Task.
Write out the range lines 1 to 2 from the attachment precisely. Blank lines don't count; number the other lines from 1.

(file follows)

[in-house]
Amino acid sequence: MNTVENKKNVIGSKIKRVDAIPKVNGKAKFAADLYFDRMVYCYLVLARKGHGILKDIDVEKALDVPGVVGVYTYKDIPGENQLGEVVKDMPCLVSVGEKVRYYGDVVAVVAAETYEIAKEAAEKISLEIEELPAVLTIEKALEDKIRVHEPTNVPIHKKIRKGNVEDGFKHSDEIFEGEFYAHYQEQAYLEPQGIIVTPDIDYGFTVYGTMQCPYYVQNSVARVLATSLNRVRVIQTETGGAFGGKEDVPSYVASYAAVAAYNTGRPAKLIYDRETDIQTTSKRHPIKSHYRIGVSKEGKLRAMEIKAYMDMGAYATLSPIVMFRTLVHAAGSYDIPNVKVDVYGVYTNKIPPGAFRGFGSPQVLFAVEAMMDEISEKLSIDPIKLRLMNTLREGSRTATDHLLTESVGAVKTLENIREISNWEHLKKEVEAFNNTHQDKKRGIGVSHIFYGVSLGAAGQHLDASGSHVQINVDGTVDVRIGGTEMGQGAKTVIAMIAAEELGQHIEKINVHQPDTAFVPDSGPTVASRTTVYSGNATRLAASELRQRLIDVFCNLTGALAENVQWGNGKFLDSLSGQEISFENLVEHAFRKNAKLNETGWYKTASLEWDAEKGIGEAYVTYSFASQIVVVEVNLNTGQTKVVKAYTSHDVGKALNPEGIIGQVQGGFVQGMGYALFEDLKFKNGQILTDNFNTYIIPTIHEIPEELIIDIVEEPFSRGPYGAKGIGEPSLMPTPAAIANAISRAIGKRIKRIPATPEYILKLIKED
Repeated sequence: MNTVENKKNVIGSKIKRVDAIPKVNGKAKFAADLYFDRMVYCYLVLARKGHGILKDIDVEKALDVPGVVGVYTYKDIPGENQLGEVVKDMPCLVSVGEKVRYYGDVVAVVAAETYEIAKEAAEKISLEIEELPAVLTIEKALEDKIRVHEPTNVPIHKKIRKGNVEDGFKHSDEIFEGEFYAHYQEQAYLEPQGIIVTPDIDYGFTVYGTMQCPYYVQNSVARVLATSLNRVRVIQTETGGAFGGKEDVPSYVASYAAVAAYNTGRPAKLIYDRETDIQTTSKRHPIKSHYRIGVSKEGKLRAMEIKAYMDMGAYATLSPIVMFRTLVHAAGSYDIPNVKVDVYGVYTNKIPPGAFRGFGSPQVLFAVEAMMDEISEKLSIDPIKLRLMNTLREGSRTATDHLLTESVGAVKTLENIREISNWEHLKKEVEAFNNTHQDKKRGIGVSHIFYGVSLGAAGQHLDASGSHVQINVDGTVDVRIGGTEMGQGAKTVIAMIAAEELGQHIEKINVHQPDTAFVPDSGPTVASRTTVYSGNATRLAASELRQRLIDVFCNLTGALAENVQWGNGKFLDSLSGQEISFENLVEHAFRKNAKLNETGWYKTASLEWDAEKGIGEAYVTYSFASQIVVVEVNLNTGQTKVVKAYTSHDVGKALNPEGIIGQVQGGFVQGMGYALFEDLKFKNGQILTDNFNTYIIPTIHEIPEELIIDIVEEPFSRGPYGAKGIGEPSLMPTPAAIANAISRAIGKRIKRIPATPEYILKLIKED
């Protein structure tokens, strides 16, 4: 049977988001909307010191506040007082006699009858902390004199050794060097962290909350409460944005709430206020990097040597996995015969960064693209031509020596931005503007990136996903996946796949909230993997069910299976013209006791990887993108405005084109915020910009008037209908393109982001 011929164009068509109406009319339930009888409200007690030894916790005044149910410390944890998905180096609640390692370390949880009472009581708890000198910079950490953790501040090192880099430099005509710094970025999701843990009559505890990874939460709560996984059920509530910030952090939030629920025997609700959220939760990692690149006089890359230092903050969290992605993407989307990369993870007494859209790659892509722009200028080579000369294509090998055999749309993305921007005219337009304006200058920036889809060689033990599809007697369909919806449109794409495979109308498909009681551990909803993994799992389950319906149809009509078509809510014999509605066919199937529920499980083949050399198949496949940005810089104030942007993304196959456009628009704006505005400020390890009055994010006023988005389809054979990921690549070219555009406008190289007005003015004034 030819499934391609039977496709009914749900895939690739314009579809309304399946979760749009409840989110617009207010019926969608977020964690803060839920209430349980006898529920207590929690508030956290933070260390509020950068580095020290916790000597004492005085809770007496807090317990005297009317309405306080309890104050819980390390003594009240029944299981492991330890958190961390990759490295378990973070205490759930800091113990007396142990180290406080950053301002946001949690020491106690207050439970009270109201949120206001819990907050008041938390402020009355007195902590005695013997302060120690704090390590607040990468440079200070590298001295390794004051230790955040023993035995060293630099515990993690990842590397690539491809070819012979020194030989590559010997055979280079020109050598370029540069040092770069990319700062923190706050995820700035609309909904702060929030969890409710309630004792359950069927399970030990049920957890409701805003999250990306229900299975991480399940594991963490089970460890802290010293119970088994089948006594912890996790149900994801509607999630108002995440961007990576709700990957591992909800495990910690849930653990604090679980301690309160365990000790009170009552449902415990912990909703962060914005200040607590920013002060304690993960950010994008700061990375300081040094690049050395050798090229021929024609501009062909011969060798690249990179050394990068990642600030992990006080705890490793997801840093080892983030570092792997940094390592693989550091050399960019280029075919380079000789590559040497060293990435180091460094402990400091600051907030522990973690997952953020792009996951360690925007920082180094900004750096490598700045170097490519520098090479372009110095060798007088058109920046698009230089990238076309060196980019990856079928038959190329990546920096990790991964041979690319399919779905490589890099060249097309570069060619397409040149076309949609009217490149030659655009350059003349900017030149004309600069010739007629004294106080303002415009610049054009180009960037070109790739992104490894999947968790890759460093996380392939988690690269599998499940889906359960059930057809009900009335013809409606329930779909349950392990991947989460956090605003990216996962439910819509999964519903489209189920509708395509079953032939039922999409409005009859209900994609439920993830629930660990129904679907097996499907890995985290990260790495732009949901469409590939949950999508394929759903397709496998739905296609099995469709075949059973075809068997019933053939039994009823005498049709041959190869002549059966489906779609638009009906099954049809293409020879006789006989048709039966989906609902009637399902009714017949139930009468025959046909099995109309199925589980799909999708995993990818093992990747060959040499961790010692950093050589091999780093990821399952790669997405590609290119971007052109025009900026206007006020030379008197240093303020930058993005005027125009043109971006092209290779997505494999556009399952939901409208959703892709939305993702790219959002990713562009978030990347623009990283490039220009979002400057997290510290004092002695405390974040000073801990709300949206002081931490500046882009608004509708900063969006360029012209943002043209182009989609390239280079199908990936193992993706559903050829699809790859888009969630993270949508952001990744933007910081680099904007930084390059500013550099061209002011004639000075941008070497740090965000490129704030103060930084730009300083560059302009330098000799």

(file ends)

[in-house]
Amino acid sequence: MNTVENKKNVIGSKIKRVDAIPKVNGKAKFAADLYFDRMVYCYLVLARKGHGILKDIDVEKALDVPGVVGVYTYKDIPGENQLGEVVKDMPCLVSVGEKVRYYGDVVAVVAAETYEIAKEAAEKISLEIEELPAVLTIEKALEDKIRVHEPTNVPIHKKIRKGNVEDGFKHSDEIFEGEFYAHYQEQAYLEPQGIIVTPDIDYGFTVYGTMQCPYYVQNSVARVLATSLNRVRVIQTETGGAFGGKEDVPSYVASYAAVAAYNTGRPAKLIYDRETDIQTTSKRHPIKSHYRIGVSKEGKLRAMEIKAYMDMGAYATLSPIVMFRTLVHAAGSYDIPNVKVDVYGVYTNKIPPGAFRGFGSPQVLFAVEAMMDEISEKLSIDPIKLRLMNTLREGSRTATDHLLTESVGAVKTLENIREISNWEHLKKEVEAFNNTHQDKKRGIGVSHIFYGVSLGAAGQHLDASGSHVQINVDGTVDVRIGGTEMGQGAKTVIAMIAAEELGQHIEKINVHQPDTAFVPDSGPTVASRTTVYSGNATRLAASELRQRLIDVFCNLTGALAENVQWGNGKFLDSLSGQEISFENLVEHAFRKNAKLNETGWYKTASLEWDAEKGIGEAYVTYSFASQIVVVEVNLNTGQTKVVKAYTSHDVGKALNPEGIIGQVQGGFVQGMGYALFEDLKFKNGQILTDNFNTYIIPTIHEIPEELIIDIVEEPFSRGPYGAKGIGEPSLMPTPAAIANAISRAIGKRIKRIPATPEYILKLIKED